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Author: Tom George (page 1 of 13)

What is a Fire Traffic Area?

Canadair water scooper aircraft. One of the of aircraft types that frequent Alaskan skies during fire season.

As wildfire season approaches in Alaska, we can expect to see the migration of fire-fighting aircraft into the state.  Only slightly behind the migrating waterfowl.  I had the opportunity to sit in on a briefing recently that described how the aircraft that are used to tackle wildfire are managed—and more specifically, the airspace around a fire that is “under attack.”  They use a structure called a Fire Traffic Area. This is not necessarily the same as a TFR, which would apply to those of us not participating in fire fighting operations.  More on that later.

Structure of a wildfire operation
Typically, first on the scene is an air attack aircraft.  Aero Commanders are used to perform this function in interior Alaska.  Onboard is a pilot and a fire-fighter.  From their vantage point overhead, they manage the air assets, which might include air tankers, helicopters, cargo planes making drops to crews on the ground, etc. They also monitor operations on the ground, and watch the development of the fire, among other things.

Fire Traffic Area Diagram. Note that aircraft may be arriving or holding in the airspace outside the 5 nm controlled area. Water scooper aircraft or helicopters may also be ferrying to and from nearby waterbodies. Monitor the tactical frequency, 128.45 MHz when flying in the vicinity of a fire fighting operation.

Fire Traffic Area
A piece of airspace five nautical mile in diameter called a Fire Traffic Area, is defined over the blaze during fire suppression operations. It typically extends from the surface to 2,500 feet above terrain.  Within this airspace, altitude zones are used to separate the different type of aerial operations (see diagram for altitude stratifications).  Aircraft involved in the operation are required to contact “air attack” when they are within 12 miles of the center of this structure, and not allowed within 7 nautical miles until they have established communication with the air attack ship.  This airspace will often, but not always, be accompanied by a TFR. When a TFR is established for fire-fighting operations, it should include a radio frequency and phone number, in case you do need to transit the airspace.

Communications
The two-person crew in the air attack aircraft not only directs tanker and other aerial activities—they also maintain communications with crews on the ground and dispatchers back at air bases.  Between VHF and FM radios and a Sat phone, they may have as many as eight com channels to manage.  If one is flying in the vicinity of a fire operation, a good thing to note is the primary air tactical frequency: 128.45 MHz.  Monitoring this frequency should give you an idea of what is happening.  If you need to transit the area, give a call.  If the frequency is extremely busy, that is a clue that you might want to detour around, and not add to the congestion they are already dealing with.  At other times, however, give a call, perhaps starting with a position report, and let them know what you would like to do.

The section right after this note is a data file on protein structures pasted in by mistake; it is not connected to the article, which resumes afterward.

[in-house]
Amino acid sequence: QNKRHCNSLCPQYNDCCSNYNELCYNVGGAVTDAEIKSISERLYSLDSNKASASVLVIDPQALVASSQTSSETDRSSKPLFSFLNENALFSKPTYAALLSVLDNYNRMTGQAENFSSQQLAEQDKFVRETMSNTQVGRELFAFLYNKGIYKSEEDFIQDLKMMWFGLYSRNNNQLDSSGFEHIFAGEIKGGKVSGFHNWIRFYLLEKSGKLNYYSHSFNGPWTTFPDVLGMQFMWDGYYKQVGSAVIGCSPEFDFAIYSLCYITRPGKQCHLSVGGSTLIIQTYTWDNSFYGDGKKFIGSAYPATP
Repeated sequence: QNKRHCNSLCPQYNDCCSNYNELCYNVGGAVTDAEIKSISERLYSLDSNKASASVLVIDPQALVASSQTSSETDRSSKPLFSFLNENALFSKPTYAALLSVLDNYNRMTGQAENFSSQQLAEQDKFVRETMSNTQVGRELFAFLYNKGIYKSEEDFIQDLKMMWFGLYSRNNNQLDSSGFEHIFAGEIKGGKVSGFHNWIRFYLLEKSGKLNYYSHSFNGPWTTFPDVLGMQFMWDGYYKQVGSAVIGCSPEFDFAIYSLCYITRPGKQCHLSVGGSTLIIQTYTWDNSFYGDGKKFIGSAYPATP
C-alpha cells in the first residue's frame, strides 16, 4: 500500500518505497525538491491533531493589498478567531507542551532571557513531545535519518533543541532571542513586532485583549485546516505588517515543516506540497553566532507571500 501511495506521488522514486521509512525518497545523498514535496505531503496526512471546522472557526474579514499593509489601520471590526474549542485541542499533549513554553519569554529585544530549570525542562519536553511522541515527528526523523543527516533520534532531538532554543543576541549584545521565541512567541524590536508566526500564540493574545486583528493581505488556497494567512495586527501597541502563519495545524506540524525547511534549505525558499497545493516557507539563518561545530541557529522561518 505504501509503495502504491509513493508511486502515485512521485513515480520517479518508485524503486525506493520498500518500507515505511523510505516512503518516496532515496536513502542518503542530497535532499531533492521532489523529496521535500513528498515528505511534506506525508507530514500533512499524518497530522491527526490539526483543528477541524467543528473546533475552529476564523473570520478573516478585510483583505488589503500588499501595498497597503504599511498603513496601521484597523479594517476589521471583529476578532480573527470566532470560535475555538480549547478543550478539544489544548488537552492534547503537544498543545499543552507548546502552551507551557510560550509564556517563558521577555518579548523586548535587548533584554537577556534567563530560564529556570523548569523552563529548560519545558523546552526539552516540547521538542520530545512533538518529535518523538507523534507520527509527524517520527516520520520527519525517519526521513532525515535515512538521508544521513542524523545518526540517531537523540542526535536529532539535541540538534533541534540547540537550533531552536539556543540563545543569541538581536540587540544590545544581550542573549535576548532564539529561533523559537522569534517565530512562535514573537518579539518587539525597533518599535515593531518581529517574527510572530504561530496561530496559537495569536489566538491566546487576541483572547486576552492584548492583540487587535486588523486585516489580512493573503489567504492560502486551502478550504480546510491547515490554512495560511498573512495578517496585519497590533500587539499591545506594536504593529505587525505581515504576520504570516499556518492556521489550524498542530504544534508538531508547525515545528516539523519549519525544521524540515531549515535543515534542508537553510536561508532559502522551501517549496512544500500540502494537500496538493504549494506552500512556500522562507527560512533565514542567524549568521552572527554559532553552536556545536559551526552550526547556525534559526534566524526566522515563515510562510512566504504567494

Fire related radio frequencies that may be handy to know.

Reporting a wildfire
Depending on what part of the state you are in, either BLM or the State of Alaska Department of Natural Resources will have jurisdiction over fire suppression activities. In case you need report a wild fire, two other frequencies to note are: State Forestry, 132.45 MHz and BLM Fire, 127.45.

Safety is our number one concern when sharing airspace with fire-fighting activities.  Keep these radio frequencies handy, check NOTAMs for TFR’s and enjoy the summer flying season!

GPS Testing Part of Military Training this season

Sample of the map included with a GPS Testing NOTAM. Pilots filling out online GPS anomaly reports may help develop a better understanding of the real impacts of these activities.

Military Training is a routine part of the flying season in Alaska.  Sporting the largest contiguous complex of special use airspace in the country (the Joint Pacific Alaska Range Complex or JPARC), military planners last week announced the dates of four Red Flag exercises over the coming months.  The thing that is a little different is that each of these 10 day exercises this year will include “GPS testing” where military forces on the ground will jam the GPS signal from participating aircraft, to test this real-world threat now faced by our armed forces.  The challenge is, it may also impact civil aircraft, outside the boundaries of the MOAs and Restricted Areas used by the military aircraft.

When/where will this happen?
The GPS testing will take place within the ten-day windows of the Red Flag Exercises.  At a briefing last week, the dates of this years exercises were shared with civil aviation operators.  We also learned that some of these exercises will have as many as 120 aircraft, participating, including visitors from several foreign countries.  These are dates you may want to put on your calendar, and pay attention to as you plan your flying activities:

JPARC Airspace Complex, largest military training airspace in the country, will be again host Red Flag flying exercises this summer.

26 April – 11 May
7-22 June
9-24 August
4-19 October